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The Theatre Bizarre, 2011

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The Theatre Bizarre

Down a seedy city street in her neighborhood, young Enola Penny is obsessed with what appears to be a long abandoned theatre. One night, she sees that the front door is slightly ajar and impulsively decides to sneak inside. But there in the dark, decrepit auditorium, a show unlike any other unfolds before her eyes. Its host is an eerie human puppet named Peg Poett who will introduce Penny to six tales of the bizarre: A couple traveling in a remote part of the French Pyrenees cross paths with a lustful witch; A paranoid lover faces the wrath of a partner who has been pushed to her limit; The Freudian dreams of an unfaithful husband blur the lines between fantasy and reality; The horrors of the real world are interpreted through the mind of a child; A woman addicted to other people's memories gets her fix through the vitreous fluid of her victims' eyeballs; And a perverse obsession with sweets turns sour for a couple in too deep.
20111 h 54 min

The Theatre Bizarre is an ensemble of six stories with a framing composite that runs throughout between each short as a pretty caked-up puppet (Udo Kier) offers an epilogue to the previous segment and an introduction to the one that follows.

All with the help of other even more not-so-scary (for 2011) puppets. The cut-scenes and the assortment of the poorly fucked up adult dolls reminded me of Michael Jackson‘s video for Thriller by John Landis; famous for comedies and the cult black-comic-horror An American Werewolf in London, 1981.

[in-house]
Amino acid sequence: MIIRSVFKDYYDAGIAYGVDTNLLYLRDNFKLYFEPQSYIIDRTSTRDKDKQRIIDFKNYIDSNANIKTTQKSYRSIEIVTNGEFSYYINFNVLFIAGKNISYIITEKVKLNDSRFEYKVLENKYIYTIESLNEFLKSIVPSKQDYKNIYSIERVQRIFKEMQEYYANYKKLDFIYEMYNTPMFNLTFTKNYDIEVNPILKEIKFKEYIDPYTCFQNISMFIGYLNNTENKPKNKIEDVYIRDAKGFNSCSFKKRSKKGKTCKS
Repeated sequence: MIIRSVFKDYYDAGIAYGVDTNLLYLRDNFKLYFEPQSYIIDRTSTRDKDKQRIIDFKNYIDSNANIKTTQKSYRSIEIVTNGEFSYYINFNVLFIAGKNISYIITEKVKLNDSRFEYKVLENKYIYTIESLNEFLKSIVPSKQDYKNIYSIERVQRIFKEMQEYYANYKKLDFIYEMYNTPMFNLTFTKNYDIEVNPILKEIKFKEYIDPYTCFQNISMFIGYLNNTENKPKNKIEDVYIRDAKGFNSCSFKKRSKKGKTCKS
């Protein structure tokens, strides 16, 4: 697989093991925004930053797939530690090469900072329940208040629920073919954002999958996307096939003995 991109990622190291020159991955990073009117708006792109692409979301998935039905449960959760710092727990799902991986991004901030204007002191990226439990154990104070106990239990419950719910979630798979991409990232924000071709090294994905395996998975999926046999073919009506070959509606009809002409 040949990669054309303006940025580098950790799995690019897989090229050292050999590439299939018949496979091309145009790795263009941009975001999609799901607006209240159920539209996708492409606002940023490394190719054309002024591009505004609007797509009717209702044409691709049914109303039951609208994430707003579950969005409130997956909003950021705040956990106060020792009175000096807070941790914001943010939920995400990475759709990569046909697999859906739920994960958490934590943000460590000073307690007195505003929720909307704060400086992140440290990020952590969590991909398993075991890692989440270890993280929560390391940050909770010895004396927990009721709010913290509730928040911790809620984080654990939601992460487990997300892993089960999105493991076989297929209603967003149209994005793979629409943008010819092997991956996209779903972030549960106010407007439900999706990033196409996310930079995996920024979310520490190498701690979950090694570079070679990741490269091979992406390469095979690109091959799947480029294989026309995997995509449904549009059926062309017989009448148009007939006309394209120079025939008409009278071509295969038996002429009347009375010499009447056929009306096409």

And this film has the nerve to take itself seriously, knowing it is thirty four years late.


Bizarre is a heavy dose of sex and a multilingual commentary on everything from forbidden knowledge to a nympho witch, I kinda dig on that trim. Speaking of which, the film is an overload of sexual images and revolves around leitmotifs of the burgeon sex-kind, throughout. Except this one time when our anti hero, it seems, has taken Takashi Miike‘s Audition, 1999 to heart and very seriously. Her motives seem to have blinded her. Anyhow, we are quickly brought back to tales of mastication of the flesh by IV.

Does that even make any sense?

The Accident by director Douglas Buck comes out as less outrageous and more bizarre, hence most loyal to the title. Inter-cut with shots of mostly everything done under the pretence of horror previously, this is one theatre that looked bizarre from Enola‘s (Virginia Newcomb) window, on the other side of the street. Once Enola has entered the decaying hall, everything goes downhill from there.

With weak visuals and a weaker string of tales, The Theatre Bizarre is not even that; bizarre.
It only succeeds in inducing nausea.

The Crab Clabtrap – try saying that a few times 

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